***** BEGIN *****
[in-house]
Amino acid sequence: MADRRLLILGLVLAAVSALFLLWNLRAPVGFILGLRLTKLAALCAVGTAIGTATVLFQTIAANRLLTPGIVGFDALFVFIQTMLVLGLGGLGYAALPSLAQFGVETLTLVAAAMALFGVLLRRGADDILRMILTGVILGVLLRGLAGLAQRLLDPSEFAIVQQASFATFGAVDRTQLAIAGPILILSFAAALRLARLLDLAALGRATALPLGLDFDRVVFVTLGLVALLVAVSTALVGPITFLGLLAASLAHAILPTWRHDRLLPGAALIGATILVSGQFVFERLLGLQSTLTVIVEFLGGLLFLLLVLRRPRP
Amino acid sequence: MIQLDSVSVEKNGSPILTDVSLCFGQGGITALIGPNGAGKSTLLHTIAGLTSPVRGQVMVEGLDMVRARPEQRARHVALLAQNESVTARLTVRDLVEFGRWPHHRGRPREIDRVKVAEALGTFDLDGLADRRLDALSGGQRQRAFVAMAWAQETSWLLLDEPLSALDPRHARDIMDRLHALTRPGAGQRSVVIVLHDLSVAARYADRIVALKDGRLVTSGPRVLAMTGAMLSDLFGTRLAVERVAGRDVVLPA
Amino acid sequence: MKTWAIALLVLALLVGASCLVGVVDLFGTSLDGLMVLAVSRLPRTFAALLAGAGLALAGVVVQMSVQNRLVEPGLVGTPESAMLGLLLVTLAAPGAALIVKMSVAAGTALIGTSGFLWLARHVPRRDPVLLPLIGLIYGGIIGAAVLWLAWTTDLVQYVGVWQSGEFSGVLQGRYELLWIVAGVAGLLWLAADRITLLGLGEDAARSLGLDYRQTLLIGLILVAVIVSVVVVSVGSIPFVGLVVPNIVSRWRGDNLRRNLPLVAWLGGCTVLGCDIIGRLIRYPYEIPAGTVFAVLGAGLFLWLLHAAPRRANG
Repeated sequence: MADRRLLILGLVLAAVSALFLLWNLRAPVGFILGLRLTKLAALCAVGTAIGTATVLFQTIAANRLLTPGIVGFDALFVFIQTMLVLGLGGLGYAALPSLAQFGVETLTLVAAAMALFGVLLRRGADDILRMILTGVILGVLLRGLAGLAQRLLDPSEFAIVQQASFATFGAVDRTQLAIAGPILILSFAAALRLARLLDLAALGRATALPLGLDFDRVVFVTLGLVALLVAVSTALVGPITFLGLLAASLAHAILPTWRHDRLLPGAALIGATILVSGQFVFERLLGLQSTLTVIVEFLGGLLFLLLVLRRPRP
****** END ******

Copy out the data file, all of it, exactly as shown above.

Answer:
[in-house]
Amino acid sequence: MADRRLLILGLVLAAVSALFLLWNLRAPVGFILGLRLTKLAALCAVGTAIGTATVLFQTIAANRLLTPGIVGFDALFVFIQTMLVLGLGGLGYAALPSLAQFGVETLTLVAAAMALFGVLLRRGADDILRMILTGVILGVLLRGLAGLAQRLLDPSEFAIVQQASFATFGAVDRTQLAIAGPILILSFAAALRLARLLDLAALGRATALPLGLDFDRVVFVTLGLVALLVAVSTALVGPITFLGLLAASLAHAILPTWRHDRLLPGAALIGATILVSGQFVFERLLGLQSTLTVIVEFLGGLLFLLLVLRRPRP
Amino acid sequence: MIQLDSVSVEKNGSPILTDVSLCFGQGGITALIGPNGAGKSTLLHTIAGLTSPVRGQVMVEGLDMVRARPEQRARHVALLAQNESVTARLTVRDLVEFGRWPHHRGRPREIDRVKVAEALGTFDLDGLADRRLDALSGGQRQRAFVAMAWAQETSWLLLDEPLSALDPRHARDIMDRLHALTRPGAGQRSVVIVLHDLSVAARYADRIVALKDGRLVTSGPRVLAMTGAMLSDLFGTRLAVERVAGRDVVLPA
Amino acid sequence: MKTWAIALLVLALLVGASCLVGVVDLFGTSLDGLMVLAVSRLPRTFAALLAGAGLALAGVVVQMSVQNRLVEPGLVGTPESAMLGLLLVTLAAPGAALIVKMSVAAGTALIGTSGFLWLARHVPRRDPVLLPLIGLIYGGIIGAAVLWLAWTTDLVQYVGVWQSGEFSGVLQGRYELLWIVAGVAGLLWLAADRITLLGLGEDAARSLGLDYRQTLLIGLILVAVIVSVVVVSVGSIPFVGLVVPNIVSRWRGDNLRRNLPLVAWLGGCTVLGCDIIGRLIRYPYEIPAGTVFAVLGAGLFLWLLHAAPRRANG
Repeated sequence: MADRRLLILGLVLAAVSALFLLWNLRAPVGFILGLRLTKLAALCAVGTAIGTATVLFQTIAANRLLTPGIVGFDALFVFIQTMLVLGLGGLGYAALPSLAQFGVETLTLVAAAMALFGVLLRRGADDILRMILTGVILGVLLRGLAGLAQRLLDPSEFAIVQQASFATFGAVDRTQLAIAGPILILSFAAALRLARLLDLAALGRATALPLGLDFDRVVFVTLGLVALLVAVSTALVGPITFLGLLAASLAHAILPTWRHDRLLPGAALIGATILVSGQFVFERLLGLQSTLTVIVEFLGGLLFLLLVLRRPRP